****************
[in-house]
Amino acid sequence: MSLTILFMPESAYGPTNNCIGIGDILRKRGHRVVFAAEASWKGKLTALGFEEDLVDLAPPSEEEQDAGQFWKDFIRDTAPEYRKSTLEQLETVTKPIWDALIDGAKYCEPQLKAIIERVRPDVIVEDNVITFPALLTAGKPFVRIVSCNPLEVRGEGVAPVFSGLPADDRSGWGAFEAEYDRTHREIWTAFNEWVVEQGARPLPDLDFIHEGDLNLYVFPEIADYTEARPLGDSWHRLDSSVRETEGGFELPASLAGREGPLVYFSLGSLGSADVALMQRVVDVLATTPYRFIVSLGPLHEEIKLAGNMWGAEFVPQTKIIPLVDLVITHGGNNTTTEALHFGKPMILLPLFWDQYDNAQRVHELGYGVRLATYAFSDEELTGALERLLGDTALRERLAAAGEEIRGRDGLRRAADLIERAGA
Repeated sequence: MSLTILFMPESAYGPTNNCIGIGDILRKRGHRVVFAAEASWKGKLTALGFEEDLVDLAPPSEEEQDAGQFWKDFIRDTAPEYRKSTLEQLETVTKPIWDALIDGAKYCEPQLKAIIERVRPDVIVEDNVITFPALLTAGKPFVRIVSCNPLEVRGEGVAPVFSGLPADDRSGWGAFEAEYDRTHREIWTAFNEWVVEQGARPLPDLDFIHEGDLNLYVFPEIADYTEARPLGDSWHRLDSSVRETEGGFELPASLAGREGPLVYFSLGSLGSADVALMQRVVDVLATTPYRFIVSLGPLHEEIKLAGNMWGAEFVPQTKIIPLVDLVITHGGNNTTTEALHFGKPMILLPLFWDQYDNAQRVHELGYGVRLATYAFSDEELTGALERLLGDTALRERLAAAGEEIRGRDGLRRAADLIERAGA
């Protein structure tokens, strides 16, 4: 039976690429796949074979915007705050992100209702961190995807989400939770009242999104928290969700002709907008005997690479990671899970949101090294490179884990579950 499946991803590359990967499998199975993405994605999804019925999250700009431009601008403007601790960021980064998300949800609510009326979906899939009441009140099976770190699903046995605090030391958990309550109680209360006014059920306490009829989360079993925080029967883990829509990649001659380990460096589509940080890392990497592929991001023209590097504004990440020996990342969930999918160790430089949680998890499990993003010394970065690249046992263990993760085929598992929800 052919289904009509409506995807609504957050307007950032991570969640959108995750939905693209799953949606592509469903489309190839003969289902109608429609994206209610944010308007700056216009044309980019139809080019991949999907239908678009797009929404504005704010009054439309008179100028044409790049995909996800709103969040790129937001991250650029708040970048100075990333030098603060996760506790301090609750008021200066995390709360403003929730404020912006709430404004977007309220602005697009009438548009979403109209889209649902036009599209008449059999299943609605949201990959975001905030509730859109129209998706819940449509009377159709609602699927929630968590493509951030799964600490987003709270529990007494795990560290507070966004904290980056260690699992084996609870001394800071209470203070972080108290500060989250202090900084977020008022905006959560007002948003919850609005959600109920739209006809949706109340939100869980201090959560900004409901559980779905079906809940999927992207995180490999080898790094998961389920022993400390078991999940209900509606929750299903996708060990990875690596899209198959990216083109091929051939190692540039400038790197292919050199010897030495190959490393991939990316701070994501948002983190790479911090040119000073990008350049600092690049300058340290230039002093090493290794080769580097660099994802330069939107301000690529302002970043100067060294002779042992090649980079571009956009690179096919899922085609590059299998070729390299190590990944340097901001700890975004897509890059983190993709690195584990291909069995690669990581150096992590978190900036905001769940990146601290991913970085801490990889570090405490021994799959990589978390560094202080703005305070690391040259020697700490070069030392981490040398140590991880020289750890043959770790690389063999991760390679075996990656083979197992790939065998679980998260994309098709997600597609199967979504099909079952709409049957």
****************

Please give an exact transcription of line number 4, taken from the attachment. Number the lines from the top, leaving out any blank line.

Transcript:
């Protein structure tokens, strides 16, 4: 039976690429796949074979915007705050992100209702961190995807989400939770009242999104928290969700002709907008005997690479990671899970949101090294490179884990579950 499946991803590359990967499998199975993405994605999804019925999250700009431009601008403007601790960021980064998300949800609510009326979906899939009441009140099976770190699903046995605090030391958990309550109680209360006014059920306490009829989360079993925080029967883990829509990649001659380990460096589509940080890392990497592929991001023209590097504004990440020996990342969930999918160790430089949680998890499990993003010394970065690249046992263990993760085929598992929800 052919289904009509409506995807609504957050307007950032991570969640959108995750939905693209799953949606592509469903489309190839003969289902109608429609994206209610944010308007700056216009044309980019139809080019991949999907239908678009797009929404504005704010009054439309008179100028044409790049995909996800709103969040790129937001991250650029708040970048100075990333030098603060996760506790301090609750008021200066995390709360403003929730404020912006709430404004977007309220602005697009009438548009979403109209889209649902036009599209008449059999299943609605949201990959975001905030509730859109129209998706819940449509009377159709609602699927929630968590493509951030799964600490987003709270529990007494795990560290507070966004904290980056260690699992084996609870001394800071209470203070972080108290500060989250202090900084977020008022905006959560007002948003919850609005959600109920739209006809949706109340939100869980201090959560900004409901559980779905079906809940999927992207995180490999080898790094998961389920022993400390078991999940209900509606929750299903996708060990990875690596899209198959990216083109091929051939190692540039400038790197292919050199010897030495190959490393991939990316701070994501948002983190790479911090040119000073990008350049600092690049300058340290230039002093090493290794080769580097660099994802330069939107301000690529302002970043100067060294002779042992090649980079571009956009690179096919899922085609590059299998070729390299190590990944340097901001700890975004897509890059983190993709690195584990291909069995690669990581150096992590978190900036905001769940990146601290991913970085801490990889570090405490021994799959990589978390560094202080703005305070690391040259020697700490070069030392981490040398140590991880020289750890043959770790690389063999991760390679075996990656083979197992790939065998679980998260994309098709997600597609199967979504099909079952709409049957």